In our continuing recap from Sean’s trip to Andalucía, we begged him for tapas recipes. These are three simple tapas dishes you can create right now, with face turned toward a bit of sun and blushing from a glass or two of something strong. -Maggie

Traditionally, tapas would have been no more than a slice of ham or cheese, but it has developed into a whole culinary movement.

Tapas can be anything from perfectly thin ibérico ham to an elaborate octopus terrine to a hearty farmer’s stew. For me, it was strangely refreshing to see a chef confident enough in his produce to serve it without garnish or flamboyance. Often a tapas plate would be nothing more than tissue-paper thin ham, or a few slices of aged goat’s cheese or flash-fried morcilla (Spanish blood sausage), and nothing more was needed on the plate, the flavours were beautiful.

Then there were dishes that showed off the chef’s ability: things like hot salt-cod fritters, or miniature paella, or a beautifully sweet and sour escabesche with sardines. And it continues because nothing is wasted in Spain. The recent trend of ‘nose-to-tail’ eating in our cuisine has been the norm in Spain for centuries. It’s interesting to see crispy pig’s ears, stuffed trotters, or braised lamb’s tongue as common options on menus. A Spanish butcher would sell out on a Saturday; an American butcher probably wouldn’t even stock such cuts.



Many of the dishes and processes of Andalucía are left over from when Spain was a poor nation: salt-curing, pickling and preserving are all processes that waste nothing; dishes such as gazpacho, fish soups and rice-stuffed vegetables are created with nothing but cheap, in-season vegetables and stocks. The Spanish are experts at creating dishes that become more than the sum of their parts. Things like battered lemon leaves, cold almond soup or potato bravas sound like nothing… that is, until you try them.

It’s easy to take inspiration from a country like Spain. Walking past deli windows, watching bakeries stock their cabinets straight from the ovens, peering into family courtyards at Sunday lunch, driving past commercial orange or olive presses; there’s so much to take back to my own kitchen from a country so enthused with food. Some of the best tapas I tried needed no recipe – it’s all about relying on the best produce. The Spanish do not scrimp on food – they will always buy the best they can afford, be it olive oil, chorizo, paprika, cheese, seafood, mushrooms, honey, sea salt, vinegars and sherries. Of course, some Spanish produce is difficult to find back home, but below, I’ve borrowed and adapted a few tapas recipes perfect for alfresco lunches as we all head into spring.


Baked Goat’s Cheese

Such a simple dish on paper, but if you find a rich, salty goat’s cheese and a sweet little apple, the pairing is beautiful.


  • 1 round goat’s cheese, about 7 ounces
  • 1 dessert apple
  • ½ teaspoon honey


  1. Preheat the oven to 375 degrees. Prepare the apple and then cut the goat’s cheese in half with a hot knife.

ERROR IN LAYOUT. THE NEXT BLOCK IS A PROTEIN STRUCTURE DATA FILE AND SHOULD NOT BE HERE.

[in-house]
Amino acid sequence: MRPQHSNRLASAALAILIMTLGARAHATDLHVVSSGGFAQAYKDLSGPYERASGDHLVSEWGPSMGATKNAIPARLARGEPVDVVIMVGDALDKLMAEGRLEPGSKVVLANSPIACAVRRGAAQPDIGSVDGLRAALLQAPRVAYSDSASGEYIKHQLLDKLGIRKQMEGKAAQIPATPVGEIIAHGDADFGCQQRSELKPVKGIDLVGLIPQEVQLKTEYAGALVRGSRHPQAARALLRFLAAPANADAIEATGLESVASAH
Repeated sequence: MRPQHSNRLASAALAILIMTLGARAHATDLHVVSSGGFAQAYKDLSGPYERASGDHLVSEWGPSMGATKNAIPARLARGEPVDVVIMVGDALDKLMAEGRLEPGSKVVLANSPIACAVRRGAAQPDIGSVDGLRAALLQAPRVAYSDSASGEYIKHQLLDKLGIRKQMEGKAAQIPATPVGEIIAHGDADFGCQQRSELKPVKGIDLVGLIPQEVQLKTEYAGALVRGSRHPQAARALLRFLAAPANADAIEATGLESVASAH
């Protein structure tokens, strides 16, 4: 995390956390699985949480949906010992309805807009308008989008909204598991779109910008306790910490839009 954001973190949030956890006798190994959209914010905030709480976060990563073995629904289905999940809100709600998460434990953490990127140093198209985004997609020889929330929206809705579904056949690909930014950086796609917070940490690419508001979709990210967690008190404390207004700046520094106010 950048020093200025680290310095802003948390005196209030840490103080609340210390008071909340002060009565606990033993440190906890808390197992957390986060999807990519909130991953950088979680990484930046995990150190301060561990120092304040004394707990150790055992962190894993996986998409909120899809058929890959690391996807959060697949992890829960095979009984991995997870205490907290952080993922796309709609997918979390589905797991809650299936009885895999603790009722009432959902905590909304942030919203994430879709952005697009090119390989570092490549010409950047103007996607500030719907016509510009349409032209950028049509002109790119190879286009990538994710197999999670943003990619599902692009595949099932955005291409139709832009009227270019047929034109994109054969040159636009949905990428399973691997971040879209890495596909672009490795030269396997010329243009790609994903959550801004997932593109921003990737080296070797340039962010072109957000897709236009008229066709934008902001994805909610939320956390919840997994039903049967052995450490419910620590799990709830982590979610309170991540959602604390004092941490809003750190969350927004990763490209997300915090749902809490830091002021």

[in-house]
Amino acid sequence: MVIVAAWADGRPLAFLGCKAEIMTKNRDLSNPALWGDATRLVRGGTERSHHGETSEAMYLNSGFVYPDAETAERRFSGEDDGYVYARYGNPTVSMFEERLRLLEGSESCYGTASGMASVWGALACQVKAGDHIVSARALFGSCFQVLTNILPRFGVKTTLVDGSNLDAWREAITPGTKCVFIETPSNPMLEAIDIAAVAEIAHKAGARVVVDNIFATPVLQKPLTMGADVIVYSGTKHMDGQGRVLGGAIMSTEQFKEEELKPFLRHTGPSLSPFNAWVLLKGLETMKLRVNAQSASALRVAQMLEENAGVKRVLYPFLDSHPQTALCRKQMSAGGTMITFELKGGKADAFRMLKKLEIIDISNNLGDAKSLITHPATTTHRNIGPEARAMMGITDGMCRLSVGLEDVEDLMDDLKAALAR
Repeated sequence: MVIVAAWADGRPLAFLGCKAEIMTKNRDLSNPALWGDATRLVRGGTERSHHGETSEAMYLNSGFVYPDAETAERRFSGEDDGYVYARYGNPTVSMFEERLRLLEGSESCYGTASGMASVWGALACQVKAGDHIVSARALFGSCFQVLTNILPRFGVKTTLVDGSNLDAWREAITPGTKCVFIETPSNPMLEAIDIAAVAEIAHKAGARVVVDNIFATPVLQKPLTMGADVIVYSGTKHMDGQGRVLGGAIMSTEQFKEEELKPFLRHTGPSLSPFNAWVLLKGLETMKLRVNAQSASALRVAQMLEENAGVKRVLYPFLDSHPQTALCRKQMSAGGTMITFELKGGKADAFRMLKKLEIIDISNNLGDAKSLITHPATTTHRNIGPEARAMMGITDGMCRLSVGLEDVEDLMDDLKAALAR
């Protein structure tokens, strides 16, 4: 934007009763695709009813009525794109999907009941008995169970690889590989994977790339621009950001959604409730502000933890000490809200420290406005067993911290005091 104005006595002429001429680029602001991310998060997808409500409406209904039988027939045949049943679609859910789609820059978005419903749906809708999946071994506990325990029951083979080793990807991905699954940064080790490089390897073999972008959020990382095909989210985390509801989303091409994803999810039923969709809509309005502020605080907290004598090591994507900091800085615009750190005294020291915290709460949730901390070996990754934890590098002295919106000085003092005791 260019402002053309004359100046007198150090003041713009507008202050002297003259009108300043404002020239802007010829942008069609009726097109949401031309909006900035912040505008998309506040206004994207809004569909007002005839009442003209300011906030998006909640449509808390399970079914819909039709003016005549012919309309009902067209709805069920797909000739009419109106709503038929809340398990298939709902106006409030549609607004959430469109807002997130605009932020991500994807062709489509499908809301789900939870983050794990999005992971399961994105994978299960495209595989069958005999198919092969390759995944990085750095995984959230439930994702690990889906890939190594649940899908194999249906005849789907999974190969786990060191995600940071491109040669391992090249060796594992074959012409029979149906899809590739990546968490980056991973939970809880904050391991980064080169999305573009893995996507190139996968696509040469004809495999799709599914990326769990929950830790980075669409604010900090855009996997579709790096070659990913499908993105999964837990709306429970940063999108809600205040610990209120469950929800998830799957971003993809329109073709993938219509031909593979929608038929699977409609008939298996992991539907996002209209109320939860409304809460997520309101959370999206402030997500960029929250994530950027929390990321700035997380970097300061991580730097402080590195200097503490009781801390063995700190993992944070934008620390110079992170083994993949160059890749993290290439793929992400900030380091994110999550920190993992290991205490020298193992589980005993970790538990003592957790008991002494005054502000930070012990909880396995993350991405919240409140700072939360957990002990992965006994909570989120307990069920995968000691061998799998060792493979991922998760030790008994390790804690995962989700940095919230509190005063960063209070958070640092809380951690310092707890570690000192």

2. Scatter the apple over each half of the cheese, then put the cheese back together. Place the cheese in a heat-proof bowl or if it came in a wooden box, that’s perfect for baking.
  3. Sprinkle a few cubes of apple on to the top of the cheese, drizzle the honey and a quick splash of olive oil.
  4. Bake for 15 minutes, or until the top is starting to brown and the centre is soft and gooey. Best to eat this with a bit of fresh bread, or crostini.

Blackened Padrón Peppers

Most padrón peppers are mild, but every once in a while you’ll get a fiery one. I suppose that’s the attraction to some.


  • 7 ounces padron peppers
  • Flaky sea salt


  1. Heat a large pan over a high heat. Once hot add a drizzle of olive oil and all the peppers.
  2. Cook for about 10-15 minutes, turning occasionally until the skins are blackened and blistered all over.
  3. Remove from pan and sprinkle a good bit of sea salt all over.

Clams, Chorizo & Tomatoes

Seafood is almost worshipped in Spain. Clams are always a popular snack, and tossed together with some super ripe tomatoes and spicy chorizo, a plate can quickly disappear.


  • 10 ounces clams
  • Handful flat leaf parsley, roughly chopped
  • ½ chorizo or other spiced sausage, diced
  • 0.8 fluid ounces of sweet sherry
  • 2 ripe tomatoes, diced


  1. Sort through the clams and discard any that are not tightly closed. Rinse them in cold water.
  2. Heat a large frying pan on a medium heat and add a touch of oil. Add the chorizo and fry for 2 minutes until the juices turn red.
  3. Add the clams, tomatoes and half the parsley. Then add the sherry and the same amount of water. Season with black pepper and toss the pan occasionally until the clams have opened.
  4. Any that have not fully opened should be discarded. Sprinkle over the remaining parsley and serve.

Photos taken and styled by Sean.

Eat Boutique discovers the best small batch foods by boutique food makers. We share recipes, maker stories and city guides to eating boutique. We host tasting events and markets for food makers, cookbook authors and food fans. We craft seasonal, regional gift and tasting boxes and sell individual items that you can order in the Eat Boutique Shop. You can also follow us on TwitterFacebookInstagramTumblr and Pinterest.


Sean St. John

Sean St John is a freelance writer specializing in food, wine and spirits. He is particularly interested in food’s natural seasons, fresh produce and artisan producers with a real passion for their craft. He currently lives in Cornwall, UK, an area known for its seafood and farming. He is always on the lookout for new and exciting food and drink to try and buy and write about, and is currently working on Four, a British seasonal cookery book with illustrator Katt Frank. You can see more of his work at Wildwood & Shore.


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